Authored by: Karl Rubin, COO at Orasi Software
Automation, agility, new models, and the big-picture context – the way we look at and check, quality of the software – that’s changing. “Quality in a product or service is not what you put into it, but what a customer gets out of it’.”– Peter Drucker
Nothing could be more valid than this wisdom when we see the state of quality in today’s environment. It is a digital world that we live in today. Our lives, work, and healthcare are powered by software and applications. So, letting quality suffer in this digital era is not just a testing flaw but an enormous consequence that can lead to costly errors, frauds, and accidents.
Never has human being depended so much on the quality of software than in today’s world. In fact, on account of the pandemic, both the need and implications of software everywhere have added to the gravity of flaws in software. As a result, we have seen many security mishaps, outages, and exploitations of deficiencies in the last year itself. Plus, the omnipresence of work-from-home environments has increased the number of data breaches and cyberattacks – with a direct impact on security testing.
Almost 83 percent of CIOs and IT directors noted an increase in security concerns over the last year. However, a recent World Quality Report (Capgemini-Micro Focus) shows that the proportion of budget allocated to QA has continued to fall. It stood at 35 percent in 2015 and has slid to 22 percent this year. Software teams are finding it takes approximately six months to fix half of the security flaws discovered. 75.8 percent of applications have at least one security flaw, while 23.7 percent have high severity flaws.
The top security flaws uncovered here were as follows:
- Information leakage (65.9 percent)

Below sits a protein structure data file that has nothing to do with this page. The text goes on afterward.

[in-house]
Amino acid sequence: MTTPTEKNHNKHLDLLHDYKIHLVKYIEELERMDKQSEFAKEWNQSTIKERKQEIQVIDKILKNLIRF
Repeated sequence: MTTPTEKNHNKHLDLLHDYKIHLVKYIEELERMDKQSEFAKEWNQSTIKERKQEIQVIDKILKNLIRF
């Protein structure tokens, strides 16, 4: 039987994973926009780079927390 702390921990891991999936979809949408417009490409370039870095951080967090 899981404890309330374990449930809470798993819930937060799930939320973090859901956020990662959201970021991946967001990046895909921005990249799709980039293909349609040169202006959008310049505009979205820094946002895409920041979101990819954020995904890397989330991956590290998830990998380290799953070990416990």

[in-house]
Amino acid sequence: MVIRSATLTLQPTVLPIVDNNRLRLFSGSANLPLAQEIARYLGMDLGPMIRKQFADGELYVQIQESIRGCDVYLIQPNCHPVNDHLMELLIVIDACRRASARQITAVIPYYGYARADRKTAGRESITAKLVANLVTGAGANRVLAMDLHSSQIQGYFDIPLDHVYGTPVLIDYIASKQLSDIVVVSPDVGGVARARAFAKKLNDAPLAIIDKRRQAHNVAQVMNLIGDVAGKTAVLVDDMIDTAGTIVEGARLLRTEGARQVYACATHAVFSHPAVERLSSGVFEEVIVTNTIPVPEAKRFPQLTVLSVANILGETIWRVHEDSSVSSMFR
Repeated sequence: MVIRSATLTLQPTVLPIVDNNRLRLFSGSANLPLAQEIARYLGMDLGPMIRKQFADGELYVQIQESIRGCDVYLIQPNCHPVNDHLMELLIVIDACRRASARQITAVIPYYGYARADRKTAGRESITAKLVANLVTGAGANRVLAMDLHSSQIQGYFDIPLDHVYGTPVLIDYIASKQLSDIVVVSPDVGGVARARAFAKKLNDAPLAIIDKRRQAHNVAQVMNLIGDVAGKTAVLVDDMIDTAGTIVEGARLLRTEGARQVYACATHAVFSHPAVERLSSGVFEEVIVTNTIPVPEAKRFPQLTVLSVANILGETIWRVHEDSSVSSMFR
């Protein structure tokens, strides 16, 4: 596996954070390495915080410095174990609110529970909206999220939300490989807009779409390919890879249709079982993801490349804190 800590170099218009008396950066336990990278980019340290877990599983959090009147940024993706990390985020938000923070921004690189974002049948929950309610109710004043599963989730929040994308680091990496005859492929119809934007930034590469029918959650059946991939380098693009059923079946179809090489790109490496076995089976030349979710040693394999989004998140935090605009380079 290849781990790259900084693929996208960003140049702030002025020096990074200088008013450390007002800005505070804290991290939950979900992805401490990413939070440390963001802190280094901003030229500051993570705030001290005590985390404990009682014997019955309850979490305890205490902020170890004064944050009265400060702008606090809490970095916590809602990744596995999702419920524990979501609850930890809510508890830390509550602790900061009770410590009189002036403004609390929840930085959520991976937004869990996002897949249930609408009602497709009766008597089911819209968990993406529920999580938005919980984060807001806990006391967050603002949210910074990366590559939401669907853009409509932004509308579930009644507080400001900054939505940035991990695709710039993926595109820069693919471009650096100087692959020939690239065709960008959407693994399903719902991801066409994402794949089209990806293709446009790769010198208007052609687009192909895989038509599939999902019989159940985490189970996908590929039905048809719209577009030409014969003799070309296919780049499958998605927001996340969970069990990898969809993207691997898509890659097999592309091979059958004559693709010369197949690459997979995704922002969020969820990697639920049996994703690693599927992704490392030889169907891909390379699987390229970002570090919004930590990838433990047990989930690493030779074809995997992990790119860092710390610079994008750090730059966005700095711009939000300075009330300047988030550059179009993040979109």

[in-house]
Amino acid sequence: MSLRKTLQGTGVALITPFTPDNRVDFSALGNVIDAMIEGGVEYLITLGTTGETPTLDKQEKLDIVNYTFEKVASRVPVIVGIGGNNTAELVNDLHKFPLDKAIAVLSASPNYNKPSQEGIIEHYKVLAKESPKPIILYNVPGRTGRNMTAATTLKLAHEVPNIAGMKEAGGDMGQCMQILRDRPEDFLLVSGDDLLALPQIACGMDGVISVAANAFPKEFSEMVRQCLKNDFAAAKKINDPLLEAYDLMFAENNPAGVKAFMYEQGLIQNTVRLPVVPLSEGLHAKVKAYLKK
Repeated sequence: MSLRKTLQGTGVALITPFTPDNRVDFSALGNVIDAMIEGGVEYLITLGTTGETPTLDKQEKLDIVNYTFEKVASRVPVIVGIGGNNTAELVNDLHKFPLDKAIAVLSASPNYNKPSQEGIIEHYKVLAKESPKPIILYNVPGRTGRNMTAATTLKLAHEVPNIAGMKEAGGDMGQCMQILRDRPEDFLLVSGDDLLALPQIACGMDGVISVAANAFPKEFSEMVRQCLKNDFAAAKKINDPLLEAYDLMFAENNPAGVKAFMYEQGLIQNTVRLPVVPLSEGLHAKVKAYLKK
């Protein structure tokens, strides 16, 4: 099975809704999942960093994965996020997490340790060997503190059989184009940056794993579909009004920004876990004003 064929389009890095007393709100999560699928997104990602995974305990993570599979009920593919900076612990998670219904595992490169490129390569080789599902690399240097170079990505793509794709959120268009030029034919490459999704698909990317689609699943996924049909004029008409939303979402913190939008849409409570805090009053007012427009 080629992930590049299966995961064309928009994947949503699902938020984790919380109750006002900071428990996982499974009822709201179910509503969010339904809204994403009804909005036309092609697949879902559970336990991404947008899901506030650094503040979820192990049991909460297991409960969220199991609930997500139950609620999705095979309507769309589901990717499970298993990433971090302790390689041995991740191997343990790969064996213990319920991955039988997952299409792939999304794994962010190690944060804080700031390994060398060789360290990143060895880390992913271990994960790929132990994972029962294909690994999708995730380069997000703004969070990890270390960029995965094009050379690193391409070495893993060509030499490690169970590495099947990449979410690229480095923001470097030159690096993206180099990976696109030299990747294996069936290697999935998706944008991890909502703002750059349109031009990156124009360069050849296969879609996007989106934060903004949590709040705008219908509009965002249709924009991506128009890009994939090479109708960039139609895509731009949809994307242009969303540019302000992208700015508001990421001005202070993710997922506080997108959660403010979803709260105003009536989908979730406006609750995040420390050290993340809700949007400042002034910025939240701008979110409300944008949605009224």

- CRLF injection (65.4 percent)
- Cryptographic issues (63.7 percent)
- Code quality (60.4 percent)
So, with all this happening, is quality assurance (QA) important for enterprises? Are they embracing its significance in the right way?
Challenges and Imperatives
While there is significant room for improvement, business assurance was the chief aim that respondents cited as an essential mission for QA – almost 74 percent found it a priority in the World Quality Report (WQR). That compares to 72 percent who said detecting software defects before go-live was a critical aim. Companies ranked QA as essential for ensuring user satisfaction and customer experience as the next set of priorities. And almost 52 percent of organizations reported in the WQR showed a lack of skills test automation resources available to them. There was just 18 percent that was automating their user acceptance tests and unit testing. The overall test automation rate stands at 15 percent. Also, 65 percent of respondents feel applications change too frequently for them to keep up.
So, testing and QA are not minor headaches and priorities anymore. Instead, they have undergone massive turbulence.
The Changing Landscape of Software Testing Technology
According to this World Quality Report 2020-21, QA is no longer seen as a backroom discipline that was removed from the rest of the organization. It is an area that has been steadily evolving; it’s shifting from an independent function to an integrated function – soon it would turn into an inclusive function.
The role of the QA practitioner is changing from finding and reporting defects to become the orchestrator of quality. That helps us to understand why fresh approaches for testing and QA are gaining ground these days.
Automation is a significant underlying factor that is empowering a lot of other changes and technologies here.
The Micro Focus QA report shows that QA is being pushed to speed up and optimize testing in the realm of agile and DevOps development, and 40 percent of respondents expressed that nearly one-third of project efforts are devoted to testing. According to the Veracode report, multiple scan types can improve the efficacy of DevSecOps.